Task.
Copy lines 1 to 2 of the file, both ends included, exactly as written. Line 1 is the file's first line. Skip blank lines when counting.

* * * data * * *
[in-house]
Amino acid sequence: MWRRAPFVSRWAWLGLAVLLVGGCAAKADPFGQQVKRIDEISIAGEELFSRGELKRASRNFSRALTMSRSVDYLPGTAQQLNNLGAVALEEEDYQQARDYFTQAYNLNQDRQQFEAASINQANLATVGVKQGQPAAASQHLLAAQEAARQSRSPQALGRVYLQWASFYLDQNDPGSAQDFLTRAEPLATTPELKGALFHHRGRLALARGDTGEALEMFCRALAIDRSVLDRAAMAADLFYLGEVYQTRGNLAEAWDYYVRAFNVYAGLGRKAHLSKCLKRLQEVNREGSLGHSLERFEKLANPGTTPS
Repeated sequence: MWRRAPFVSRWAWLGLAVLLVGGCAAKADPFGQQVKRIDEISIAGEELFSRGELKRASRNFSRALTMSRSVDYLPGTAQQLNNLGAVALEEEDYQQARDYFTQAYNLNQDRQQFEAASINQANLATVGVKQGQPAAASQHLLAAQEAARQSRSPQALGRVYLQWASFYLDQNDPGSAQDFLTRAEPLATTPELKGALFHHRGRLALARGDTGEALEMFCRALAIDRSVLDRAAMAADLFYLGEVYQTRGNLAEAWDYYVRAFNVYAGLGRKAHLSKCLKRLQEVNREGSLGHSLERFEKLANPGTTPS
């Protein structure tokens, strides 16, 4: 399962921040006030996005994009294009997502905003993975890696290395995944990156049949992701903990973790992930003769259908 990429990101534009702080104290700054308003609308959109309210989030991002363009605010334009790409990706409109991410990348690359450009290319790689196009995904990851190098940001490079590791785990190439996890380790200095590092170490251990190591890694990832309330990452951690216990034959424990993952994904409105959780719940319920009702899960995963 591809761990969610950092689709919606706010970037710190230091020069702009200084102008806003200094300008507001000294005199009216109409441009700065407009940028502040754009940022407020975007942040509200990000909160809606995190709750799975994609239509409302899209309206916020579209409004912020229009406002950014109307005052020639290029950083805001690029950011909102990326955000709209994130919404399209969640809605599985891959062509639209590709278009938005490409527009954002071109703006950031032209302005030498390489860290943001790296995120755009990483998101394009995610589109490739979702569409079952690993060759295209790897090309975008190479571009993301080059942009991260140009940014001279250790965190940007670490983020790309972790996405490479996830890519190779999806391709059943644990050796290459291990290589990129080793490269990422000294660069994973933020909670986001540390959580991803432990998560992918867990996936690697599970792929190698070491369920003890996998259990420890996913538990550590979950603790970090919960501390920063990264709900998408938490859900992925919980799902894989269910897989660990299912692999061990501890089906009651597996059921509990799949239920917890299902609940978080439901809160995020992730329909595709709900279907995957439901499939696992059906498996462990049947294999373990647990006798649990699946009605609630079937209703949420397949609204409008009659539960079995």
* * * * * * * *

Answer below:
[in-house]
Amino acid sequence: MWRRAPFVSRWAWLGLAVLLVGGCAAKADPFGQQVKRIDEISIAGEELFSRGELKRASRNFSRALTMSRSVDYLPGTAQQLNNLGAVALEEEDYQQARDYFTQAYNLNQDRQQFEAASINQANLATVGVKQGQPAAASQHLLAAQEAARQSRSPQALGRVYLQWASFYLDQNDPGSAQDFLTRAEPLATTPELKGALFHHRGRLALARGDTGEALEMFCRALAIDRSVLDRAAMAADLFYLGEVYQTRGNLAEAWDYYVRAFNVYAGLGRKAHLSKCLKRLQEVNREGSLGHSLERFEKLANPGTTPS